AI, Cyborgs and Robots

When discussing the nature of an individual’s beliefs about intelligence, knowledge or the learning process, I have noticed in a number of discussion forum threads on EDEDC and ULOE11 that it can be a useful device to refer to an artificial intelligence agent, knowledge-based computer systems or robot.

Hayles (1999, pp 23-24) mentioned Philip Dick’s novel, “Do Androids Dream of Electric Sheep” (which was the basis for the Blade Runner movie) through which a number of personal identity and ethical issues are explored. I have previously mentioned some of these issues as having been raised at

This transferance of the argument to an artificial agent can help avoid the over emphasis of human traits or superior species assumptive arguments. The more we observe of animals and consider artificial agents, the more we will come to realise we are just another type of soft machine. Recent studies apparently show we can even share blood transfusions with chimpanzees, as they are so closely related to us. Dolphins may have a different type of intelligence, but should we put such intelligent creatures in zoos? A recent article by Montgomery (2011) on “How Smart is an Octopus” is fascinating. See

Hayles, N. Katherine, (1999) “Towards embodied virtuality” from Hayles, N. Katherine, “How we became posthuman: virtual bodies in cybernetics, literature, and informatics” pp.1-25,293-297, Chicago, Ill.: University of Chicago Press

Montgomery, Syd (2011) “Deep Intellect: Inside the mind of the octopus”, Orion Magazine, November/December 2011.

  • Siân Bayne says:

    Nice post Austin – I like the idea that focusing discussion on artificial agents helps us work around assumptions of species superiority. I’m not so sure about the notion of the human as soft machine though, as that seems to buy into some of the less critical posthumanist or transhumanist assumptions that information/code is something which it is possible to isolate from its material base, its body (Katherine Hayles’ argument).

    Loved the octopus article. I like work which doesn’t assume species superiority but which at the same time doesn’t resort to cheesy anthropomorphism (cf the Frozen Planet). That later just seems to me another form of anthropocentrism.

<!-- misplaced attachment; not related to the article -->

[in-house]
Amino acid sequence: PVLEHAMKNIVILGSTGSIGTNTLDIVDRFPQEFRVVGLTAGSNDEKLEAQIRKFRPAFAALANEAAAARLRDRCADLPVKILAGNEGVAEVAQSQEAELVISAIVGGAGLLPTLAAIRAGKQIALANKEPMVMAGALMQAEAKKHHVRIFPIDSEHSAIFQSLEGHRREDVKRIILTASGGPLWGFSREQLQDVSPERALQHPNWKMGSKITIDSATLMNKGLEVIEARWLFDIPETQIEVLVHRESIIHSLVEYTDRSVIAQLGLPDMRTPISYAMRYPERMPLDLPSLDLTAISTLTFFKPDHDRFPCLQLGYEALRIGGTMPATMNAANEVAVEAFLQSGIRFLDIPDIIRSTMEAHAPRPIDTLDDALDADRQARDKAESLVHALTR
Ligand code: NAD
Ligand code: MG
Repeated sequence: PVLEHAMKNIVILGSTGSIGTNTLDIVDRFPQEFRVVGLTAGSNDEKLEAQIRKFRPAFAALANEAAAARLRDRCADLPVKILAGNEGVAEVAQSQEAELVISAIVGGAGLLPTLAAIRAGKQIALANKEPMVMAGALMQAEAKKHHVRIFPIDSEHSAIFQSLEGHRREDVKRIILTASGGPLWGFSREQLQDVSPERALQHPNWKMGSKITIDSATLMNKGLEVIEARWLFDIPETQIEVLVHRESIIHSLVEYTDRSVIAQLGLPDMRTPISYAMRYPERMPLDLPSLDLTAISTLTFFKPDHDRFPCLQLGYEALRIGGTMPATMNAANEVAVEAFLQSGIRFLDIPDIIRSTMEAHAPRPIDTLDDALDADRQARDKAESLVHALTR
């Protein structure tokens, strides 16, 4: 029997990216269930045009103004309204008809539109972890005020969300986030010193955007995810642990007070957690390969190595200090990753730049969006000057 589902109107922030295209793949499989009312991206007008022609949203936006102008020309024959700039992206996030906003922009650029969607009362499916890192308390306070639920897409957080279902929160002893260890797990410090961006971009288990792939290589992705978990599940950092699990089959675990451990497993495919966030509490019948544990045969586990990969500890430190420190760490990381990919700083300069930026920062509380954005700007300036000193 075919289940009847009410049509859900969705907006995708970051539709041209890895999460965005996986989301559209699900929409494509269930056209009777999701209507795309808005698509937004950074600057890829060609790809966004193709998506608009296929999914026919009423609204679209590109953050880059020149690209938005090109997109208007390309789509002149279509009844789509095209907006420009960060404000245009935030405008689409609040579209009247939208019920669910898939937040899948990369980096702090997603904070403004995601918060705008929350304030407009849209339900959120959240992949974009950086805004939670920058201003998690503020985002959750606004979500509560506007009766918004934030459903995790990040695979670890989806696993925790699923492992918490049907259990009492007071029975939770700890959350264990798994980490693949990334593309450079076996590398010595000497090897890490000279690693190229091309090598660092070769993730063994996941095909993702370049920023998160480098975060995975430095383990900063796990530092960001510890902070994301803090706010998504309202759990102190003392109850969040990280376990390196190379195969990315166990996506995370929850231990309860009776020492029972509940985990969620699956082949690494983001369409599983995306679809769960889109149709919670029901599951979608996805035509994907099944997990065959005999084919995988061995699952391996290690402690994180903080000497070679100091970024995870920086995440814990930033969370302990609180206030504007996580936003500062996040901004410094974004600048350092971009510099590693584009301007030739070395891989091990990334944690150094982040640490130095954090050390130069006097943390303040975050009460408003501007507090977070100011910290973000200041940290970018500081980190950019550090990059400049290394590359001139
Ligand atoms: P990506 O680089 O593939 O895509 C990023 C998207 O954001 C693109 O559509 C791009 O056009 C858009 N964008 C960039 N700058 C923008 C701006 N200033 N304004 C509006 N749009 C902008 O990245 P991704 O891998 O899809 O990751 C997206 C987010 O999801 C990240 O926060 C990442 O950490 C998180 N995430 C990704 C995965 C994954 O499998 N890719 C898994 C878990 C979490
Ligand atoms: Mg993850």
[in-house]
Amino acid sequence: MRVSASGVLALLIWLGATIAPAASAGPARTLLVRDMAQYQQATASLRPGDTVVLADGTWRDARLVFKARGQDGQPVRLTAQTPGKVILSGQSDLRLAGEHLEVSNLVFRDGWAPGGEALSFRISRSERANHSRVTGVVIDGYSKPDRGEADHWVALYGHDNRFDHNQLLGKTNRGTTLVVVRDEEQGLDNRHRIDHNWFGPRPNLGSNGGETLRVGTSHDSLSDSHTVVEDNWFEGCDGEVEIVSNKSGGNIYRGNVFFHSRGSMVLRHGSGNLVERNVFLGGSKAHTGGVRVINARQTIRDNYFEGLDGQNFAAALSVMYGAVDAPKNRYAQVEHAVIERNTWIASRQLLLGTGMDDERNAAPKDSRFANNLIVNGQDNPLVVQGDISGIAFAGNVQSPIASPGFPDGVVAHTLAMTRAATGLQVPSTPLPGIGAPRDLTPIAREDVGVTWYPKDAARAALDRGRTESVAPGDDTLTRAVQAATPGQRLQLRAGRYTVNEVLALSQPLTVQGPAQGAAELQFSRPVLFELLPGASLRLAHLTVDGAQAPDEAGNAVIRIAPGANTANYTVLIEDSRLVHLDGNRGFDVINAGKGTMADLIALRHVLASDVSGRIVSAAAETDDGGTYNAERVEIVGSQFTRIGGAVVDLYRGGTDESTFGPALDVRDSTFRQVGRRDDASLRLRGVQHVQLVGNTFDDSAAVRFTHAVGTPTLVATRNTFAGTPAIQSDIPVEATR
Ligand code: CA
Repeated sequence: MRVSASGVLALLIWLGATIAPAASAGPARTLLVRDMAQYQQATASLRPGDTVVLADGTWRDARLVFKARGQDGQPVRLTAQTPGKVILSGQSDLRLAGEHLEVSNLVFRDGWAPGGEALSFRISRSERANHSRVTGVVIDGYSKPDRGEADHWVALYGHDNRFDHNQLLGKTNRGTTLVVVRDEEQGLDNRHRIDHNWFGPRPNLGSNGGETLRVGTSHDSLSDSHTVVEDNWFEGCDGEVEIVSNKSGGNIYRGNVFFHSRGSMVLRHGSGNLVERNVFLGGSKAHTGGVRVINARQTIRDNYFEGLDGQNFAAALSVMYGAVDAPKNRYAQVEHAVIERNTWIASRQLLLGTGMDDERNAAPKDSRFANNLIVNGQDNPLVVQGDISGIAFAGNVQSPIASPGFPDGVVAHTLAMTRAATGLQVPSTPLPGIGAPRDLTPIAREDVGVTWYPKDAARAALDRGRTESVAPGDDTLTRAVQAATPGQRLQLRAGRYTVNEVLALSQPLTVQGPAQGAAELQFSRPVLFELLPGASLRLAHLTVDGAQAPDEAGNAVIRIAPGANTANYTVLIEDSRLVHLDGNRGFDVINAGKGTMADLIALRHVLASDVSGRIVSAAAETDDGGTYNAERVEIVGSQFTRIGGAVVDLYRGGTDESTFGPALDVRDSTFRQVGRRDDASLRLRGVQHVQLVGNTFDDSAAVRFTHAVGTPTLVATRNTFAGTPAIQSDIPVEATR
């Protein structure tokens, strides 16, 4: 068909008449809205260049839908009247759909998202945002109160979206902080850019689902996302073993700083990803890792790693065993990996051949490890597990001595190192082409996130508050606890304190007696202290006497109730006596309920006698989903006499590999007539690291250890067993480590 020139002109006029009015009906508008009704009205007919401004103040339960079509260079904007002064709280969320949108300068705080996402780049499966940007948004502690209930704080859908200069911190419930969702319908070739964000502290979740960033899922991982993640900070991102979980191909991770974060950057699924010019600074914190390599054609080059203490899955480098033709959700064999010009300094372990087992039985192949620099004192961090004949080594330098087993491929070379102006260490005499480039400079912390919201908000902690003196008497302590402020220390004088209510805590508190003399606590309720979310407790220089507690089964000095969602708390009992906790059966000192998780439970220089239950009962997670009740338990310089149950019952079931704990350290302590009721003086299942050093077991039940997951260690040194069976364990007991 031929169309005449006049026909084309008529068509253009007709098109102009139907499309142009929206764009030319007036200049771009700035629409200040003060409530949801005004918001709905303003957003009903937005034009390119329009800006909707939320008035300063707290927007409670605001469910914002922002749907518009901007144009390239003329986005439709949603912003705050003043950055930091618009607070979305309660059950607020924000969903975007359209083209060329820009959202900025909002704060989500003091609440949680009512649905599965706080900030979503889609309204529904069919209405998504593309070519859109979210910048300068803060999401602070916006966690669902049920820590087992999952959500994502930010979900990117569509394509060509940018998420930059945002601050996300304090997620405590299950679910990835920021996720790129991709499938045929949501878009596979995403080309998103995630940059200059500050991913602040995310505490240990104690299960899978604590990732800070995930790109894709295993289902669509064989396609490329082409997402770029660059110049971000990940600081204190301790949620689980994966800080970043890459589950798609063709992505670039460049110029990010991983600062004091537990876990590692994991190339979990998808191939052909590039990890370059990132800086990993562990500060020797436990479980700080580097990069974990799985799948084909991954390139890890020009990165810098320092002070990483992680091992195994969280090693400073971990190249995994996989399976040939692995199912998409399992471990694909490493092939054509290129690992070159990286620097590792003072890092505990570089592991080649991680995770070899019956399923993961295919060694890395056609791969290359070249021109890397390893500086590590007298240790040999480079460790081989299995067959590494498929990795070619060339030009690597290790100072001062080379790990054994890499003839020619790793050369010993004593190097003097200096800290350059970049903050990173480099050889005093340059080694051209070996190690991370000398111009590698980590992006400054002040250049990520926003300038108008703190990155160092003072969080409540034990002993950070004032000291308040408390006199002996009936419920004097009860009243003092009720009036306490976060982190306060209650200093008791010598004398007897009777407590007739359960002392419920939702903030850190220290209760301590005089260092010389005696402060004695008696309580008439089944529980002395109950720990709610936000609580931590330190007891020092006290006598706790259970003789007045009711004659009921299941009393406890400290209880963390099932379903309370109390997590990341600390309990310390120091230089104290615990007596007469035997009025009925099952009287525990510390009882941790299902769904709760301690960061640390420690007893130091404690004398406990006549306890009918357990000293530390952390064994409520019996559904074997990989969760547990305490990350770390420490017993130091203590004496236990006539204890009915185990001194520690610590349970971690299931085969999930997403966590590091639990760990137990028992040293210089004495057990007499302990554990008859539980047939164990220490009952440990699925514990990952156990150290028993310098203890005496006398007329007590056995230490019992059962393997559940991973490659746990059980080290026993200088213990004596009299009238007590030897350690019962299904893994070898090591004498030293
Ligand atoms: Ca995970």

Anyway, lots of thoughts from a short post – thanks!

    • Austin Tate says:

      Thanks Sian.

      But let me push one step further… as I did not buy Katherine Hayles “argument” (I would call it a simple “assertion”) and I thought she was offhand in her remarks on “how… was it possible for someone of Moravec’s obvious intelligence to believe…”. I did not see a rationale for her dismissal of other thinking that seemed to go beyond her own asserted viewpoint.

      I would have preferred to see some argumentation from her on how the “context” of a “body” provides some defining characteristics for how knowledge is used when so embodied. That could have been interesting with respect to education in both face-to-face and distance learning forms.

      By discussing an embodied context for knowledge she might have been able to argue what is it about a (human or animal) body that means it can uniquely carry something that another device cannot? If the “information” is “stored” somewhere whether its in mushy grey matter or a computer, or in transit between communication devices… does the information still exist?

      I agree with you on Frozen Planet. Stunning photography… the narwhals images were really fantastic… but David Attenborough’s narration this time is not the best.

      • Siân Bayne says:

        But isn’t the argument that information isn’t ‘carried’ so much as generated in the process of a body’s interaction with an environment? So if I touch a cut lemon with a cut on my finger the information I then ‘carry’ about the lemon (pain) is very different from the information someone else ‘carries’ who has touched it with intact skin. Maybe not a great example, but doesn’t that view work against the idea of information ‘storage’ and ‘transfer’ between bodies/entities?

        • Austin Tate says:

          I might argue that the information is triggering a response in your corporeal enclosure. It would be a different response in another body with different properties, but the information itself might be the same. It could be passed on and experience by exciting the right receptors and chemicals in another body without that body being physically present. I understand that you can train pain responses out of a body, and feel it differently depending on a wide range of environmental factors, including under the influence of pain killing drugs.

          I am not saying that the body does not provide a “context” for acting on and responding to the signals. But would argue that this can be felt remotely and potentially by robotic systems.

  • Austin Tate says:

    [Copy of relevant comment from post entitled "Posthuman - Connected"]

    See Donna Haraway’s Companion Species Manifesto,_Companion_Species_Manifesto.pdf

    and compare to LIREC Future Robot Companions Project